Pakistan: 'Pakistani couple face death by stoning threat after conviction for adultery'


A couple have been sentenced to be stoned to death for alleged adultery by a tribal court in north-west Pakistan, with the woman's life now considered in danger. The man involved, Zarkat Khan, has run away while the woman is in the custody of the court, according to residents in Kala Dhaka, a remote area of Khyber-Pakhtunkhwa province. The death sentence, handed down in Manjakot village last month, will be carried out once the man is found, a member of the tribal court said. The woman, whose name is being withheld at the request of human rights groups, is being held in a nearby village, according to campaigners. She is married and believed to have three children.

"As usual, it is the woman who is made to bear the brunt of such atrocious barbarism, injustice, and inhuman, un-Islamic sentences," said the Woman's Action Forum, a Pakistani non-governmental organisation. "Why is the provincial law enforcement system neither de jure nor de facto functional? Where are the women's protection mechanisms and institutions?"

Some locals believe the verdict will not be carried out but Maroof Khan, who said he sat on the tribal court, or jirga, that heard the case said the couple were guilty and must be punished. He said they would be shot, not stoned.

"We burned down the man's house, as is our tradition," he said. "When we get hold of them, we'll kill them, there's no doubt about that. It was a clear-cut case. This is our custom. We will just shoot them. Finished."

The case is particularly awkward for the Pakistani authorities as Kala Dhaka is inside the main territory of the country, in Khyber-Pakhtunkwa (formerly North West Frontier province), and not part of the Taliban-controlled tribal fringe along the Afghan border. Kala Dhaka is administered by its tribes through the jirga, rather than normal law enforcement apparatus such as the police. This anomaly dates from British colonial times because the tradition-bound region has long proved difficult to rule.

There is little or no Taliban presence there. The government has announced plans to make Kala Dhaka a regular "settled" district. There have been several cases in recent years of couples put to death by tribal courts for adultery in Kala Dhaka and the surrounding area.

"This woman is most probably still in danger. She is literally like a slave right now. It's up to them [the jirga], they can do anything to her right now," said Samar Minallah, a women's rights activist. "In so many past cases, the woman was killed later on, or married off for a bride price. They just can't let her be, there has to be revenge."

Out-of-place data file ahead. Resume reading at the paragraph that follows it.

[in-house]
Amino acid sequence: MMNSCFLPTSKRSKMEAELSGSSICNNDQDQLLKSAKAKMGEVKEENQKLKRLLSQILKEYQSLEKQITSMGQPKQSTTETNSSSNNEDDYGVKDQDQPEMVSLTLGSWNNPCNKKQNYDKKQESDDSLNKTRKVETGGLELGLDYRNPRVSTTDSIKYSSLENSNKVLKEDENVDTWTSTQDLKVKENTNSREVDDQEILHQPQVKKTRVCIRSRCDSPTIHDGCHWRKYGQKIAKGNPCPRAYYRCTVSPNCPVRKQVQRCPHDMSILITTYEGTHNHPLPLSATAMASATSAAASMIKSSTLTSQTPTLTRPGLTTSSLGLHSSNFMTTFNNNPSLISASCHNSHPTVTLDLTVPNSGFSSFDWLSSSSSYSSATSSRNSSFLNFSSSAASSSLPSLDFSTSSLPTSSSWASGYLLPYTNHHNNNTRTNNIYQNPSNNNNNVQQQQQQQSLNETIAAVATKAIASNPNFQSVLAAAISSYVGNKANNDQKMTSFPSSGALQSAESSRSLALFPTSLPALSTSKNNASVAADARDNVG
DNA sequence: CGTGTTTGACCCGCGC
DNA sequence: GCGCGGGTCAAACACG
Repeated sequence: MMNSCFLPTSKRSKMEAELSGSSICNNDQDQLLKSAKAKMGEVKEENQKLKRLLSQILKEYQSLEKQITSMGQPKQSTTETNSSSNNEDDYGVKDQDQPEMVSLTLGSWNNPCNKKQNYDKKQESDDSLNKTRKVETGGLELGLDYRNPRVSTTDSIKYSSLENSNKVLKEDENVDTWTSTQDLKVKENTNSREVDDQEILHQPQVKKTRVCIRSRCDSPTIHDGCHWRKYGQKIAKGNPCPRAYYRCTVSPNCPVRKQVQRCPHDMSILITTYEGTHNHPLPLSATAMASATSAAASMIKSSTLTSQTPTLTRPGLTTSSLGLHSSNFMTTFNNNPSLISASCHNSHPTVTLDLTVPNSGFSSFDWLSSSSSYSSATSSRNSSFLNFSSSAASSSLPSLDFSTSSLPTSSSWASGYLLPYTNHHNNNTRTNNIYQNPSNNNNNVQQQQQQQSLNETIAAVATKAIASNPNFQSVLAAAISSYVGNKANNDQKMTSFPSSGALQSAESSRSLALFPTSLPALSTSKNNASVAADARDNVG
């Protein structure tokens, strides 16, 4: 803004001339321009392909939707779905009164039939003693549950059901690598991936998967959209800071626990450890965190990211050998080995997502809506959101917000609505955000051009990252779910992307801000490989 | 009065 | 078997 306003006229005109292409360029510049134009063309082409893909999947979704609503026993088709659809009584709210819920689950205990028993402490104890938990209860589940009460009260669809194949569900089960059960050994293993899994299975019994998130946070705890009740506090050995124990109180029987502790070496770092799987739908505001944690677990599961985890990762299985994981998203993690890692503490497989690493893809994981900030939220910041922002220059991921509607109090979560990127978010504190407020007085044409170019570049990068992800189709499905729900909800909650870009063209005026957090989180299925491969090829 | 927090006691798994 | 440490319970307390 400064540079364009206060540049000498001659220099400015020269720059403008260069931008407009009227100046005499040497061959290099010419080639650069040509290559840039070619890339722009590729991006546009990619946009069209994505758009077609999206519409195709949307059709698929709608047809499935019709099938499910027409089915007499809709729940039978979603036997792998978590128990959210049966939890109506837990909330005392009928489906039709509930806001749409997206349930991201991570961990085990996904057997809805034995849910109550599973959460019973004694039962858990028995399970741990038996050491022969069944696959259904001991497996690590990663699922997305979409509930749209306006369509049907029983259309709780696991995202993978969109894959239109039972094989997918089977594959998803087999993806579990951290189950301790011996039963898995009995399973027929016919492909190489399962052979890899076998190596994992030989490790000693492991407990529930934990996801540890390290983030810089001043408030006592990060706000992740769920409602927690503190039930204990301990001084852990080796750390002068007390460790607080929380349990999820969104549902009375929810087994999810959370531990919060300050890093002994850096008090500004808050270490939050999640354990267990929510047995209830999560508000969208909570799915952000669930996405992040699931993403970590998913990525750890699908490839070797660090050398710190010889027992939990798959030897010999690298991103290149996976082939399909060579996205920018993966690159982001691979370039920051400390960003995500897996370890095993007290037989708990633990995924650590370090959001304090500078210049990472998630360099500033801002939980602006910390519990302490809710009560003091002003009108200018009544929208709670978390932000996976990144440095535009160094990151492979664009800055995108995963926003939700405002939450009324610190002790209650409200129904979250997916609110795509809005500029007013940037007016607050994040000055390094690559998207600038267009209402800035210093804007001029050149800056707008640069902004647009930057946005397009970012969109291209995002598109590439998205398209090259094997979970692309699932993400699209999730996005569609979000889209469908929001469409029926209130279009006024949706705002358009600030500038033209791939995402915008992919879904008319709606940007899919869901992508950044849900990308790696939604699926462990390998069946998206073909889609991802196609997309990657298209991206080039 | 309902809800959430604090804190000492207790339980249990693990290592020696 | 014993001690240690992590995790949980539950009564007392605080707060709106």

The local government administration confirmed that the jirga had passed a verdict of stoning to death, or "sangsar" as it is locally known, but claimed that it had interceded and the couple were now in safe hands.

"Both are with relatives," said Tasleem Khan, government administrator for Kala Dhaka. "The big jirga never happened, it was a smaller jirga. The verdict was stoning. But we intervened, called in the elders and nothing has happened to either [man or woman]."

The Guardian reported earlier this month that 12 Iranian women and three men are awaiting execution by stoning despite an apparent last-minute reprieve for a mother of two who had been facing the sentence after being convicted of adultery. An international campaign over the case of Sakineh Mohammadi Ashtiani, 43, who was awaiting execution in the western Iranian town of Tabriz led to a volte face by the Iranian authorities. But her fate remains uncertain, and it is likely that she will still be executed.


Traditional Justice

The jirga in the ethnic Pashtun society of north-west Pakistan, and also Afghanistan, is a traditional form of arbitrating disputes and dispensing justice. Jirgas cover everything from property disputes to murder charges. The males gather but exclude women from their meeting. Everyone from the tribal chief to the humblest labourer is allowed to stand up and have a say. 

The jirga aims to produce a consensus. Its appeal is that it produces speedy and transparent justice, compared to Pakistan's courts, where corruption and delays are the norm. The jirga nominally decides cases according to Islamic law, but in practice it is often local custom that it enforces. Promises to bring back jirgas have been used as a rallying cry by the Taliban, in both Pakistan and Afghanistan.

In Pakistan today, jirga rule officially only applies in areas declared tribal districts – the federally administered areas along the Afghan border and in parts of the north-west province of Khyber Pakhtunkhwa. However, illegal jirgas are commonly constituted in rural areas across Pakistan, handing down punishments including death sentences.

By Saeed Shah